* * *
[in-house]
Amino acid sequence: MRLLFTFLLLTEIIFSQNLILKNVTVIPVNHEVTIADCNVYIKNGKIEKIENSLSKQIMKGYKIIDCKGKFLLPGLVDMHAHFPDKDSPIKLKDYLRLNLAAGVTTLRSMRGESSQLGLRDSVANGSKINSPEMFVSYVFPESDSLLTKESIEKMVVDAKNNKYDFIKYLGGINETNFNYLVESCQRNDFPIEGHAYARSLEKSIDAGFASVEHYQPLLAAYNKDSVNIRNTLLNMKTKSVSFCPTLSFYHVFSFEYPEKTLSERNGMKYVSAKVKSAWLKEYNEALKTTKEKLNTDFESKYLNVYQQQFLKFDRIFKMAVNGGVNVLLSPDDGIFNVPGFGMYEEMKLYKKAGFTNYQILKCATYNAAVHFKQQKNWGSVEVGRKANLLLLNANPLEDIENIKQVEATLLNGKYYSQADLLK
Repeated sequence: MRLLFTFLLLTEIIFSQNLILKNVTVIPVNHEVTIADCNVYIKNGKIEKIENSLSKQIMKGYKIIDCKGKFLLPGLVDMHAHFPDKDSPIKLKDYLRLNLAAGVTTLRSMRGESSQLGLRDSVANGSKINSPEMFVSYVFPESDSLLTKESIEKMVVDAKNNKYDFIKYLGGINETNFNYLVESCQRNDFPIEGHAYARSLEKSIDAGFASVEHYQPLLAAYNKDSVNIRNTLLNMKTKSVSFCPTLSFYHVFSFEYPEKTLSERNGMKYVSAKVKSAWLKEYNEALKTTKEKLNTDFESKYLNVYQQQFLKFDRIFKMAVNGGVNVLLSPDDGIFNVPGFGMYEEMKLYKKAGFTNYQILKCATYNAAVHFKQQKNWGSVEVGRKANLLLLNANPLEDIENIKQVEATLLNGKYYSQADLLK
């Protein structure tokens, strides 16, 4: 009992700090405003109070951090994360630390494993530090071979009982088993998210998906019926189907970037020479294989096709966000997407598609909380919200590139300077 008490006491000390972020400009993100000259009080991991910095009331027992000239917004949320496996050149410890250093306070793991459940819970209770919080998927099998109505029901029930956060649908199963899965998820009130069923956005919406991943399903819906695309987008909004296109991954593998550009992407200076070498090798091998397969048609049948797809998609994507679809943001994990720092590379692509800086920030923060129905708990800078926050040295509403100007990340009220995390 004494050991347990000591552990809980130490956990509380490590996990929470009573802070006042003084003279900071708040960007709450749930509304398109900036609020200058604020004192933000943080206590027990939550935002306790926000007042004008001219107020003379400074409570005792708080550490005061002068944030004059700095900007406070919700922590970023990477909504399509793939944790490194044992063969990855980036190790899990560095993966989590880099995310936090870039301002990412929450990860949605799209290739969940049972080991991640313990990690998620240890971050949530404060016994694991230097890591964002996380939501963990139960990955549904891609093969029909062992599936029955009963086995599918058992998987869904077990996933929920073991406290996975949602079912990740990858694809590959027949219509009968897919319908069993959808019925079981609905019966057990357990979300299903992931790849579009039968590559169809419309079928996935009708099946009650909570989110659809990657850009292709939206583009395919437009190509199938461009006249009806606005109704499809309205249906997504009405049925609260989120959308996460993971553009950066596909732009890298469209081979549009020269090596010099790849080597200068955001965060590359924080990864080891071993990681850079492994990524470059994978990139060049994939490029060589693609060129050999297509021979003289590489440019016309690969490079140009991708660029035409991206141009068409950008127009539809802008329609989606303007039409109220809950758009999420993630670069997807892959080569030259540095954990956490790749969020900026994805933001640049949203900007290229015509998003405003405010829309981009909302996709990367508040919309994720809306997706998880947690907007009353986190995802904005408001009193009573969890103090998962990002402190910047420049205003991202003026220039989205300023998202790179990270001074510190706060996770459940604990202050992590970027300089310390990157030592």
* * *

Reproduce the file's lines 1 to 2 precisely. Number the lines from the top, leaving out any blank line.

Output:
[in-house]
Amino acid sequence: MRLLFTFLLLTEIIFSQNLILKNVTVIPVNHEVTIADCNVYIKNGKIEKIENSLSKQIMKGYKIIDCKGKFLLPGLVDMHAHFPDKDSPIKLKDYLRLNLAAGVTTLRSMRGESSQLGLRDSVANGSKINSPEMFVSYVFPESDSLLTKESIEKMVVDAKNNKYDFIKYLGGINETNFNYLVESCQRNDFPIEGHAYARSLEKSIDAGFASVEHYQPLLAAYNKDSVNIRNTLLNMKTKSVSFCPTLSFYHVFSFEYPEKTLSERNGMKYVSAKVKSAWLKEYNEALKTTKEKLNTDFESKYLNVYQQQFLKFDRIFKMAVNGGVNVLLSPDDGIFNVPGFGMYEEMKLYKKAGFTNYQILKCATYNAAVHFKQQKNWGSVEVGRKANLLLLNANPLEDIENIKQVEATLLNGKYYSQADLLK